Hi all... First post here, be gentle. I'm trying to get this to work, and there's no output. This is from the K&R book [v2] exercise 1-14, the prompt is in the header. I added comments for readability, and please comment on anything you believe needs improvement. Thank you for reading.

/*
 * EX114.c
 *      this will create a histogram of the frequency of different characters
 *      in its input.
 *
 *      what I'm trying to do: 2 arrays, 1 with the character and 1 with the #
 *      of time that character shows up...
 */

#include <stdio.h>

#define CHARCOUNT 32
// for the sake of simplicity, CHARCOUNT represents the # of unique characters
main(){
	int c, nc, chcount[CHARCOUNT], lcv;
	// chcount is the # of times a unique character shows up...
	// so eg if I had 'a' show up 5 times then
	// 'a' would be in charray[4], and chcount[4] would show 5.
	// nc is the unique character count
	nc = 0;

	char charray[CHARCOUNT];

	while ((c = getchar()) != EOF){
		// so this loop checks to see if the current character is in the array
		int inarray = 0;
		for(lcv = 0; lcv < CHARCOUNT && inarray == 0; lcv++){
			if(c == charray[lcv]){
				chcount[lcv] = chcount[lcv]++;
				inarray++;
			}
			// if the character is in the array then we increment the count of that character.
			// we also increment inarray so the loop quits.
		}
		// so if this test passes, that means the character was not in the array.
		if(lcv != CHARCOUNT){
			// add the current char to the array.
			charray[nc] = c;
                        chcount[nc] = 1;
			// increment the # of unique characters.
			nc++;
		}
	}
	// this part is for drawing the histogram.
	for(lcv = 0; lcv < nc; lcv++){
		putchar(charray[lcv]);
		int i = chcount[lcv];
		while(i > 0){
			printf("*");
			i--;
		}
		printf("\n");
	}
}

Now looking at this code I realize the part for drawing the histogram should probably be in the loop...

Edited 6 Years Ago by kelevra: n/a

Part of the problem is you want lcv == CHARCOUNT on line 36 -- you've traversed the entire array to the end and the character isn't there. Ignore what I said in my other edit about EOF, but make sure your user knows to hit EOF (ctrl-Z or F6) at the end of the input.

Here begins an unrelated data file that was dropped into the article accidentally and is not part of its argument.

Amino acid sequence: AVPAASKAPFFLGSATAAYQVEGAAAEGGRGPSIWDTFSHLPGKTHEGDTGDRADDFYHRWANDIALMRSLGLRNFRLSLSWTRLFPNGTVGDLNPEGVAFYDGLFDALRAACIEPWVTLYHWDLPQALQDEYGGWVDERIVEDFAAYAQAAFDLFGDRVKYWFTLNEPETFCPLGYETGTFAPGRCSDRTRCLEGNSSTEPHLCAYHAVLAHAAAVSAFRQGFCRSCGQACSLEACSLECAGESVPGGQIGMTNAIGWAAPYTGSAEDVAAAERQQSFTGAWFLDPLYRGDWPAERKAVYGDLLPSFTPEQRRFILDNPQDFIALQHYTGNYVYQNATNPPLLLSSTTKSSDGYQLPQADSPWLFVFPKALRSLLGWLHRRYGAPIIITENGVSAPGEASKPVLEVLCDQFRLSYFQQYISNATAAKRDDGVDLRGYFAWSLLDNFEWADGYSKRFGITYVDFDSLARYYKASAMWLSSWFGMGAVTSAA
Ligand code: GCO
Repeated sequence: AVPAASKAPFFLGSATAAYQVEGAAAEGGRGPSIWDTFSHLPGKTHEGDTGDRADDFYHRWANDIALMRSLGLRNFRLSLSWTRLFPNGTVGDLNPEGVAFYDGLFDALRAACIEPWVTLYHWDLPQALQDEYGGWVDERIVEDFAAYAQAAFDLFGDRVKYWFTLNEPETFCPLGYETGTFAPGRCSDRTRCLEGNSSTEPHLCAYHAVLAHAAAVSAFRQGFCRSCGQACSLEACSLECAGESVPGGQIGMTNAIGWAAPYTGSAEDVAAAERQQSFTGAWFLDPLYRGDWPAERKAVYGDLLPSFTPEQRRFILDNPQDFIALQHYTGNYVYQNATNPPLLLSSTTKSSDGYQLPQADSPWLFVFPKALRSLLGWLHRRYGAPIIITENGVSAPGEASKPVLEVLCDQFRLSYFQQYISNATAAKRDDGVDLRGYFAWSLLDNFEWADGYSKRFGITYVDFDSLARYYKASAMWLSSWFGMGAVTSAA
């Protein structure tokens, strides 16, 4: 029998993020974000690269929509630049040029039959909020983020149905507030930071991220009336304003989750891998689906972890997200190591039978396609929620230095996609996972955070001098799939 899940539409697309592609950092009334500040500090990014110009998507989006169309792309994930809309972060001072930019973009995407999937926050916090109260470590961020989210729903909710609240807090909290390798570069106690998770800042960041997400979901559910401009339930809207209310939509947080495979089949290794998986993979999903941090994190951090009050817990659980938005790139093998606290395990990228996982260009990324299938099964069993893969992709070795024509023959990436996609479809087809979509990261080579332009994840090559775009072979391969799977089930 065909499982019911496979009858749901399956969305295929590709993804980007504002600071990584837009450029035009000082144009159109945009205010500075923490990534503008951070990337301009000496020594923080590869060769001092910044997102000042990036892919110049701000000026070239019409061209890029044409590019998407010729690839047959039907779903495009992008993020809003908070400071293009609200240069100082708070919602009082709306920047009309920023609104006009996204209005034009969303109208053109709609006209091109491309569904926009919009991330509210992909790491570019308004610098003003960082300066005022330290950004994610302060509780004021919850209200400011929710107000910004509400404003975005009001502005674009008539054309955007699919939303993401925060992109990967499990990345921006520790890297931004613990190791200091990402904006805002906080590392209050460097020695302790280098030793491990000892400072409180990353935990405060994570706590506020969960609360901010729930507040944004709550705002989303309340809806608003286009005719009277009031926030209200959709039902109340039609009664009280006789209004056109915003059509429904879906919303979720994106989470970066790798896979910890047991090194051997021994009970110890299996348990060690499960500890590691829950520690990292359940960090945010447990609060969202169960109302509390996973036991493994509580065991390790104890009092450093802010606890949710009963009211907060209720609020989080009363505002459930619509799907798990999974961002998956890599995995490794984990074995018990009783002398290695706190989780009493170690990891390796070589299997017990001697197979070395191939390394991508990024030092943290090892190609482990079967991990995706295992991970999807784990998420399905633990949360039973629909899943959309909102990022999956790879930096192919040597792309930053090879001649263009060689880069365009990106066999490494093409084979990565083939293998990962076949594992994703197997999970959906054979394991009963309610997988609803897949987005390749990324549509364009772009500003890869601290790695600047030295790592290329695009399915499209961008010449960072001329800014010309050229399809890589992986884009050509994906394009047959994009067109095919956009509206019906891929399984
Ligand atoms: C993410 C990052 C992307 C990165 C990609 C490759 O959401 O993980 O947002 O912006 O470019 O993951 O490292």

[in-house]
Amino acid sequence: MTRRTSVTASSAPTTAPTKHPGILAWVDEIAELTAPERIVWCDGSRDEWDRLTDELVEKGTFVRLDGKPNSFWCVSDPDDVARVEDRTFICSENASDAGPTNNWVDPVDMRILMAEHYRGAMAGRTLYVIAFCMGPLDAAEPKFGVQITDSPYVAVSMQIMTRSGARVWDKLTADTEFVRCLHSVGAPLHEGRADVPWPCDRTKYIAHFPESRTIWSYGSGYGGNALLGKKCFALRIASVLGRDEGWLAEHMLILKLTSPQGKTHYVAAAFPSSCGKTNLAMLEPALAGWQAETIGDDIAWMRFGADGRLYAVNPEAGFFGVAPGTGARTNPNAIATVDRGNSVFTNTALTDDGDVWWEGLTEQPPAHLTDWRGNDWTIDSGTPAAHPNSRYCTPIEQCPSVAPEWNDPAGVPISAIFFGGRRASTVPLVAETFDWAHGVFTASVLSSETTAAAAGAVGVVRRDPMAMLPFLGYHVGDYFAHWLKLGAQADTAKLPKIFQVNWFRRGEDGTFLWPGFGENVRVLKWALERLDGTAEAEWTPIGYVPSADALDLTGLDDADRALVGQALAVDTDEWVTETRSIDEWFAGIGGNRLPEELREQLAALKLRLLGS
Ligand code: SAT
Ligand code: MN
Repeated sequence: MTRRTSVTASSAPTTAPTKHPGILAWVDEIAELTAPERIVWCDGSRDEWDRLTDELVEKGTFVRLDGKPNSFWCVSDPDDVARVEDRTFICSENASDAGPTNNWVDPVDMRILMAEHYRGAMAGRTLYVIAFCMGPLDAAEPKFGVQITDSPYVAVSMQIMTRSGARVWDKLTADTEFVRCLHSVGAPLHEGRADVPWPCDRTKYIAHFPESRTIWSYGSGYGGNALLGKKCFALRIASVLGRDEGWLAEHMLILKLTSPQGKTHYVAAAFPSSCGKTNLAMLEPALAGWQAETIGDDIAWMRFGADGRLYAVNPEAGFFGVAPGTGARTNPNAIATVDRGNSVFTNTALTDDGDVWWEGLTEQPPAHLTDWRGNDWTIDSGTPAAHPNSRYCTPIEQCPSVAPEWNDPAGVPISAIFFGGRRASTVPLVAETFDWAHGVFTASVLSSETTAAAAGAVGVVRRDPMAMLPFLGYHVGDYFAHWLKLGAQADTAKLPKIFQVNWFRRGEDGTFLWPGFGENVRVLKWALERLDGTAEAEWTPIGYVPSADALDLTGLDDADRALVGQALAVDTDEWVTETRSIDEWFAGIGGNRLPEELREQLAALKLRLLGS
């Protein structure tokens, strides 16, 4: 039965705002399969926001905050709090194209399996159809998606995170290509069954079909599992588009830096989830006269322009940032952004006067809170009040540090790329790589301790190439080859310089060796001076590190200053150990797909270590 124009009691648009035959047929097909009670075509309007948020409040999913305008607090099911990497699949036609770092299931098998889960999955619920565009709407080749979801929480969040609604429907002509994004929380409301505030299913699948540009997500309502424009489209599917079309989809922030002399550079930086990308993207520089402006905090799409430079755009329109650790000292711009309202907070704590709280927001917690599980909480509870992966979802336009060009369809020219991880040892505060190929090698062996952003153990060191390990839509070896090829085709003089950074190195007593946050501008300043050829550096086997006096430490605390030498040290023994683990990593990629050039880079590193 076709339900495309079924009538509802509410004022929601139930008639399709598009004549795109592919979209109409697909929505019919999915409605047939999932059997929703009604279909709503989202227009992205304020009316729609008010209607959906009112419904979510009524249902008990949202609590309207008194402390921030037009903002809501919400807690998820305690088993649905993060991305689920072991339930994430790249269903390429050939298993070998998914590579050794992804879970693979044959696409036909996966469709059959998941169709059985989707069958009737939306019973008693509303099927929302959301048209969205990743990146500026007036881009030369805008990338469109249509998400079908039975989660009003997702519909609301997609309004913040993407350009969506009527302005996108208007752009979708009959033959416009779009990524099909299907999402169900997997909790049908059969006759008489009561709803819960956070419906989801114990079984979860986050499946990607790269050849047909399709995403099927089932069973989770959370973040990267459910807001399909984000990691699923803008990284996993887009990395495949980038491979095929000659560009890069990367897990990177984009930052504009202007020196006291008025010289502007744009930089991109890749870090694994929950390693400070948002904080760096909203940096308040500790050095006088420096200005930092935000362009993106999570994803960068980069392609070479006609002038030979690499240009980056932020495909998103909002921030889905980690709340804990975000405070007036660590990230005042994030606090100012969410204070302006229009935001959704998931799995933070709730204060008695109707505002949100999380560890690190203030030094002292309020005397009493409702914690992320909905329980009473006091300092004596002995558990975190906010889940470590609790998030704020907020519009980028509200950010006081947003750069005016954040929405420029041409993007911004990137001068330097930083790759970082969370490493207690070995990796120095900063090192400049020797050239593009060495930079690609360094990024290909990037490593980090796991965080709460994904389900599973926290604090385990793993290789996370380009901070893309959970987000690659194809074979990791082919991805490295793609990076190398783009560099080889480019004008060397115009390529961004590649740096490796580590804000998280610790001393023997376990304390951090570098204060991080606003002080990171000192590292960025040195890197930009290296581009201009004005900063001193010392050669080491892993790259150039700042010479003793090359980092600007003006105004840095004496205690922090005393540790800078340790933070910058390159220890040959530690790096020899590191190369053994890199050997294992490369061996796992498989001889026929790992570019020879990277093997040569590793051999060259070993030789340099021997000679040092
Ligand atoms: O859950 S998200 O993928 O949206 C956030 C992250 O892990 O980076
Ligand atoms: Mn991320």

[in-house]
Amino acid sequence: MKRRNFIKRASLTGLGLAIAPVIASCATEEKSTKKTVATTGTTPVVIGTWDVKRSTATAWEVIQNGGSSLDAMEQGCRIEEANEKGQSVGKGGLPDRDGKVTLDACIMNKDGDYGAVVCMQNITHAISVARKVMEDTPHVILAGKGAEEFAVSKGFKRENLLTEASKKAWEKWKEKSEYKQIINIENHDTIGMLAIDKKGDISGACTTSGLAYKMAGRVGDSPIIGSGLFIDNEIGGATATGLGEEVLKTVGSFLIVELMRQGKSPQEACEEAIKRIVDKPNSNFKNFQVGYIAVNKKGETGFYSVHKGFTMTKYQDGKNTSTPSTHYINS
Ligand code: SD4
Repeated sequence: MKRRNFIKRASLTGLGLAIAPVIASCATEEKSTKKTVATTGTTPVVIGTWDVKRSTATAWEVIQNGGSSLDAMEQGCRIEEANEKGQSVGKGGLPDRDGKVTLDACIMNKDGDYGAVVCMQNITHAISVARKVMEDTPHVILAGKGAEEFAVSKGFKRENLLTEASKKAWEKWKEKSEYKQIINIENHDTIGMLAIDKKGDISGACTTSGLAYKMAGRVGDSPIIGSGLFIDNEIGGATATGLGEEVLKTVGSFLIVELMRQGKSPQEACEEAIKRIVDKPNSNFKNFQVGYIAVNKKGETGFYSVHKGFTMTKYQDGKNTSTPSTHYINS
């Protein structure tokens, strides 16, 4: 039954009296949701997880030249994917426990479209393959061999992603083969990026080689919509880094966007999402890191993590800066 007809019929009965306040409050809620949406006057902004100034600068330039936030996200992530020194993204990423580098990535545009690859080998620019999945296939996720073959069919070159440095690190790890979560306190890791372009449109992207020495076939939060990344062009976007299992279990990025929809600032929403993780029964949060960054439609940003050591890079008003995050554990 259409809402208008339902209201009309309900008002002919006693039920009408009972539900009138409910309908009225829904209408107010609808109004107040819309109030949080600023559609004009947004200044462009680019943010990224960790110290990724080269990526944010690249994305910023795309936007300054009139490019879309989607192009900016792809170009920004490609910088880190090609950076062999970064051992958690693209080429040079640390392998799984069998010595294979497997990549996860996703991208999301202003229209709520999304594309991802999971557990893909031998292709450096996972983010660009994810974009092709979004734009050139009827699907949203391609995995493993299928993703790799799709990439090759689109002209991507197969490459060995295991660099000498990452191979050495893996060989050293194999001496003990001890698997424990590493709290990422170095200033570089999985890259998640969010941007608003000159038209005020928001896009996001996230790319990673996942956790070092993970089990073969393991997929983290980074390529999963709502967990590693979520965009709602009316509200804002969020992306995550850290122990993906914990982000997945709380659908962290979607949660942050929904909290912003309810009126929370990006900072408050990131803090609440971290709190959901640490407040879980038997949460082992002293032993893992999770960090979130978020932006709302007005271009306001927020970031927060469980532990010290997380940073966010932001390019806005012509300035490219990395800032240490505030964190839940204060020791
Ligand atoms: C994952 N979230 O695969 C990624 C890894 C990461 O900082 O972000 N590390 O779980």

(sorry about all the edits, I had a train of thought but got derailed -- I thought I knew exactly what was wrong with it right off the bat but it needed a closer study)

Edited 6 Years Ago by jonsca: n/a

Line 29 should be chcount[lcv]++; instead of chcount[lcv] = chcount[lcv]++; which can cause weird results.

Ive gotten it so it works after hitting enter then EOF but it counts the enter as a character.

Hi, thanks for the response. Didn't realize I was testing for the wrong thing on line 36, so it works now. And kudos for the chcount[lcv]++, I wasn't sure if this was valid or not.

I added checks so that spaces or the "enter" char would not be added to the array. Below is my final code.

#include <stdio.h>

#define CHARCOUNT 32
// for the sake of simplicity, CHARCOUNT represents the # of unique characters
main(){
	int c, nc, chcount[CHARCOUNT], lcv;
	// chcount is the # of times a unique character shows up...
	// so eg if I had 'a' show up 5 times then
	// 'a' would be in charray[4], and chcount[4] would show 5.
	// nc is the unique character count
	nc = 0;

	char charray[CHARCOUNT];

	while ((c = getchar()) != EOF){
		int inarray = 0;
		if(c == ' ' || c == '\n')
			inarray = 1;
		// so this loop checks to see if the current character is in the array
		for(lcv = 0; lcv < CHARCOUNT && inarray == 0; lcv++){
			if(c == charray[lcv]){
				chcount[lcv]++;
				inarray++;
			}
			// if the character is in the array then we increment the count of that character.
			// we also increment inarray so the loop quits.
		}
		// so if this test passes, that means the character was not in the array.
		if(lcv == CHARCOUNT){
			// add the current char to the array.
			charray[nc] = c;
			chcount[nc] = 1;
			// increment the # of unique characters.
			nc++;
		}
	}
	// this part is for drawing the histogram.
	for(lcv = 0; lcv < nc; lcv++){
		putchar(charray[lcv]);
		printf(" ");
		int i = chcount[lcv];
		while(i > 0){
			printf("*");
			i--;
		}
		printf("\n");
	}
}

Not exactly pretty, but it works. Thanks again.

You're very welcome :) Look forward to strings so you can avoid much of this "stuff."

I should probably put this in my own post (slaps my own wrists with a ruler), but does anyone out there in TV Land know the way to handle the while ((c = getchar()) != EOF) construct (where c is an int) without the special provisions? With the OPs code I always had to hit enter, put in the ^Z and hit enter again. I did search the net high and low but got mainly the information about getchar() returning an int, EOF being negative, etc.

For my penance I will dust off my copy of Kelley/Pohl from the 90's.

Edited 6 Years Ago by jonsca: n/a

This question has already been answered. Start a new discussion instead.